Two United States Senators have introduced a bill that would create a new residential homeownership visa for foreign nationals. The measure is apparently intended to shore up the sagging housing market in the United States. The bi-partisan proposal would allow foreign nationals to receive a three-year residential temporary visa for investing at least $500,000 in residential real estate. The proposal allows the investment to be divided as long as at least $250,000 is used to purchase a primary residence. If the money is split, the investor could reach the $500,000 level by purchasing separate properties and could rent out the home or homes that are not used as the primary residence.
Federal lawmakers have discussed the DREAM Act for years, but no measure has made it through Congress. The idea would provide a pathway for certain undocumented immigrants to obtain legal status in the United States. The proposal would allow undocumented immigrants who entered the U.S. as children with their parents with the opportunity to gain permanent residency through attending college or joining the military.
On occasion, people can be confused by the complex variations of potential family visa forms and applications. The application process can be time-consuming and daunting, even when the proper forms are identified. For instance, this blog recently discussed the non-immigrant fiancée visa. In family immigration, a fiancée visa has a limited purpose. There are different family visas available under U.S. immigration law for other purposes.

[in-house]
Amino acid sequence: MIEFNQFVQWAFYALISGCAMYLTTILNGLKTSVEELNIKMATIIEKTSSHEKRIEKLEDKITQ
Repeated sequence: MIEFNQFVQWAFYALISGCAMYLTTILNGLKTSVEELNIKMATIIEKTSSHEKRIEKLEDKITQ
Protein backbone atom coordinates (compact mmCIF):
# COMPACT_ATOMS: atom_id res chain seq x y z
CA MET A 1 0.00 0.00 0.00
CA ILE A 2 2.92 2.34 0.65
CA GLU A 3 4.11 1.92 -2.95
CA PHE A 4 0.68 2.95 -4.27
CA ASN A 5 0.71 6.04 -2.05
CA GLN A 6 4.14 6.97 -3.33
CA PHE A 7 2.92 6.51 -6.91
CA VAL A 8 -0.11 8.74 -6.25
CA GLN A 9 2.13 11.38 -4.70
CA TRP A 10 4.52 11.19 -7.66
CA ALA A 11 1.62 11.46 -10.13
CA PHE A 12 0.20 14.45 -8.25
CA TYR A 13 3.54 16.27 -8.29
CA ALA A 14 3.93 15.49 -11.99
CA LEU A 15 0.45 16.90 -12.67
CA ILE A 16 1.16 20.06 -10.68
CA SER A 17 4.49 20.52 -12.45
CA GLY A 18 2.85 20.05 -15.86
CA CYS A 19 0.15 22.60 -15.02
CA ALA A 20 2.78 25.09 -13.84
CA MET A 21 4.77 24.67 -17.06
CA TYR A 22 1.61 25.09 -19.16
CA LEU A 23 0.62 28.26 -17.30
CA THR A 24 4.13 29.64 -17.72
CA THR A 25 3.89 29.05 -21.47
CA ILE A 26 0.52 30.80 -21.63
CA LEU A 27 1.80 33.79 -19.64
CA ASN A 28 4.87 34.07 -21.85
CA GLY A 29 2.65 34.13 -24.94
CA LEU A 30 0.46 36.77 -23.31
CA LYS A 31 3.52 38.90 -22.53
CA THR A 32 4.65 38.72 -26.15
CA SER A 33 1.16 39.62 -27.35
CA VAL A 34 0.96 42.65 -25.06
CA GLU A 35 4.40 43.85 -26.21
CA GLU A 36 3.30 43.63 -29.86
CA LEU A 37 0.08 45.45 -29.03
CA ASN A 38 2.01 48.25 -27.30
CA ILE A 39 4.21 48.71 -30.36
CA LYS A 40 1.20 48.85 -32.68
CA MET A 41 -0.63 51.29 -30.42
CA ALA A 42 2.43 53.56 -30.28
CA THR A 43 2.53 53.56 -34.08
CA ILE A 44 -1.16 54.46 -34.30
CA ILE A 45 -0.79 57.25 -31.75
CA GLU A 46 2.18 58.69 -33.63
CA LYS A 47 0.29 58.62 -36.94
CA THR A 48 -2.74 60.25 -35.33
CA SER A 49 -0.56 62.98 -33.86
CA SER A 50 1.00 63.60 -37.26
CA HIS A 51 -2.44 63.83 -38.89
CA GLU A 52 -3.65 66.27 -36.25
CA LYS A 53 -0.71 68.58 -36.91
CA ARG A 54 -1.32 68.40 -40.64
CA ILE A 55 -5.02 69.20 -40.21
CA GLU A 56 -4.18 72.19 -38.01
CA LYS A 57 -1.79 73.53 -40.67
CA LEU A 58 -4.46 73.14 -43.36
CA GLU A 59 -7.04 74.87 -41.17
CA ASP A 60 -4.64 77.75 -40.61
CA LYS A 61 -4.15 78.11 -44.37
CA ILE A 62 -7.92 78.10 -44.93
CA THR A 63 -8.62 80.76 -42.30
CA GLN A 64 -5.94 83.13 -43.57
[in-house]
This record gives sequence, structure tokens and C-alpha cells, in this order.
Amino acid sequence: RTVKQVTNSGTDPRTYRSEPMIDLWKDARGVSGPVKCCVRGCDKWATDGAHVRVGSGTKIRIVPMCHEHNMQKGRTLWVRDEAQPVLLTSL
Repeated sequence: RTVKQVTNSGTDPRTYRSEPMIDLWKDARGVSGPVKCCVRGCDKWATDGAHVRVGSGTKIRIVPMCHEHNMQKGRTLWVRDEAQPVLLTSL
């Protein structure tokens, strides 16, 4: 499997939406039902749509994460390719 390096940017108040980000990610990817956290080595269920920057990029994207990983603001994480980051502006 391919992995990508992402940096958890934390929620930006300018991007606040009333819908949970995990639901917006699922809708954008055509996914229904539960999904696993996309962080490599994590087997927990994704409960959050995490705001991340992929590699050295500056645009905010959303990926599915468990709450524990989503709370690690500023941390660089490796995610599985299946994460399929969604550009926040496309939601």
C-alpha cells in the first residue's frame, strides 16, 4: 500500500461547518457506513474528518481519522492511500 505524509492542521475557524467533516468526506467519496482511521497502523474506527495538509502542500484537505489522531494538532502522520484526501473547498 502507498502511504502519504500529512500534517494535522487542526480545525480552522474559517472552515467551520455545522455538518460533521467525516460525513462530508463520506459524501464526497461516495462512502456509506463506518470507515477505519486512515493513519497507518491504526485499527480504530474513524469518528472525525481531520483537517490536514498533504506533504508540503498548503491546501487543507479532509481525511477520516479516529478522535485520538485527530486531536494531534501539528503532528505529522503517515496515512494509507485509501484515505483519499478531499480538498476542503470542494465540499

The mayor of the nation's capital city has signed an executive order telling Washington D.C. police officers not to inquire into the immigration status of people they are questioning, even after an arrest, unless the person's immigration status is directly related to a primary criminal investigation. District of Columbia Mayor Vincent Gray wrote in a statement Wednesday, "This executive order ensures public safety by ensuring that our police resources are deployed wisely and our immigrant communities feel safe cooperating with those who are sworn to protect them."
The United States Court of Appeals for the 11th Circuit, which covers Florida, also covers Alabama. The federal appellate court issued a ruling this week temporarily blocking part of the tough Alabama immigration law. However, the court refused to temporarily halt other aspects of the state immigration law.
United States Immigration law provides a short-term, non-immigrant visa for fiancées of U.S. citizens. A fiancée visa, also known as a K-1 visa under U.S. law, is only good for 90 days and has complex requirements. Many applicants for a fiancée visa find the process overwhelming without legal representation from an attorney well-versed in U.S. Immigration law.
Immigration issues continue to make news headlines, especially in regard to deportations and the controversial Secure Communities program. Homeland Security Secretary Janet Napolitano said Wednesday that the U.S government expects to set a new record this year for deportations under U.S immigration law.
The government's fiscal calendar does not actually follow the calendar that most people follow. That is, Oct. 1 is effectively New Years Day, when it comes to employment-based visas in the United States. As the beginning of fiscal year 2012, Oct. 1 marks the day that the new slate of allotted employment-based visas became available.